The Australian Competition and Consumer Commission (ACCC) has been examining competition and consumer issues with digital platforms since late 2017. It published a long awaited report in November last year in which it said that there were a range of consumer and competitions issues with digital platforms, including increased market concentration and instances of anti-competitive conduct. It recommended new ex ante regulations be introduced to address these issues.
The question of whether digital platforms have market power is crucial to understanding if ex ante regulations are required to fix a competition issue. I recently examined this in a piece for the Australian Journal of Competition and Consumer Law (AJCCL), Vol 30 Pt 4 in which I set out:
Significant and enduring market power can lead to poor outcomes for consumers. Ex ante regulation can be warranted when it is shown that:
Market power must be assessed on a case-by-case basis, but some general principles are that market power can be assessed by examining:
I describe in the AJCCL how each of these can be applied to digital platforms and assess the ACCC’s evidence in relation to the market power of digital platforms.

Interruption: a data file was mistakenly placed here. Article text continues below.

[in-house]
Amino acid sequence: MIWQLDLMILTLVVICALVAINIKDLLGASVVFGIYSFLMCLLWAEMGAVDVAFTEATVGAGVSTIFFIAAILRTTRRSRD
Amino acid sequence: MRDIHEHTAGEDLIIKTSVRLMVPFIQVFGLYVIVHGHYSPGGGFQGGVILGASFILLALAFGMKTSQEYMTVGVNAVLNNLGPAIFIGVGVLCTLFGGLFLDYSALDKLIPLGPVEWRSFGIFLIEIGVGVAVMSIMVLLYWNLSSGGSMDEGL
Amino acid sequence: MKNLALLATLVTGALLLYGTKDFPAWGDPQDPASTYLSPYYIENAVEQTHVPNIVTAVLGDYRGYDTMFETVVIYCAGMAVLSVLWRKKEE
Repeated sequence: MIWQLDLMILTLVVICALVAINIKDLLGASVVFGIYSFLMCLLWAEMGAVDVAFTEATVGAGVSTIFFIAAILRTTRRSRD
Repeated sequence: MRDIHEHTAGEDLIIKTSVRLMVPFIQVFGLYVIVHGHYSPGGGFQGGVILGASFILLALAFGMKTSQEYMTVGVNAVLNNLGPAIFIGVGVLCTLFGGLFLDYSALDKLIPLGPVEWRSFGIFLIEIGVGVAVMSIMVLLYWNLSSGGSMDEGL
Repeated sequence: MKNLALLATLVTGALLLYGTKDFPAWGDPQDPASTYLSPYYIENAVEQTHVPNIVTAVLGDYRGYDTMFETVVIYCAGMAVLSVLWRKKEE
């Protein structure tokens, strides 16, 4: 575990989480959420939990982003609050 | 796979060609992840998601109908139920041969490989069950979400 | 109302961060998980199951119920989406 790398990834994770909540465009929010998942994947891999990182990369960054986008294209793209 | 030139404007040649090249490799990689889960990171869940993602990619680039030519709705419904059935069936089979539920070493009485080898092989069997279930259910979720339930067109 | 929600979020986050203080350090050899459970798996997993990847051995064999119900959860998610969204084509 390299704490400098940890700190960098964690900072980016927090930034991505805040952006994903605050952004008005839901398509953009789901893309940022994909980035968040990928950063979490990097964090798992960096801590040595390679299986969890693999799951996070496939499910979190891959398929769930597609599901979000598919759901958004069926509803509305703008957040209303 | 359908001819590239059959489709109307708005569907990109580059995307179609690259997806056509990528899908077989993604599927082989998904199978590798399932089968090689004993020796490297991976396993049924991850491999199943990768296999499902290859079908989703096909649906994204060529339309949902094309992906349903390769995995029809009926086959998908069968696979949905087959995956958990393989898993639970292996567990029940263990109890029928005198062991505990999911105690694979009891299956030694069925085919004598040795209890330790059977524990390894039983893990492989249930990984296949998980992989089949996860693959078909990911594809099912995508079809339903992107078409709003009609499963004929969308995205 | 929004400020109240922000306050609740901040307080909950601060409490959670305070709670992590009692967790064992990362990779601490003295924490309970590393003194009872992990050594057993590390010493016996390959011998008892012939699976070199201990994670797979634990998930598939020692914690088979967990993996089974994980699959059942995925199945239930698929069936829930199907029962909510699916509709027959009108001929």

I conclude that the evidence set out by the ACCC in relation to digital platforms focuses on market shares and barriers to entry, rather than competitive constraints more broadly, or the conduct of those firms and the outcomes in terms of the services provided and profits earned. The evidence is therefore not yet sufficient to conclude that regulation of digital platforms is needed to control their market power because it has not been shown that the conditions for ex ante regulation to be warranted hold in this case.
The Competition Tribunal denied authorisation of a proposed mobile spectrum and network sharing agreement between Telstra and…
In 2017, startup ASX-listed technology company GetSwift and its directors made a series of announcements in relation to new…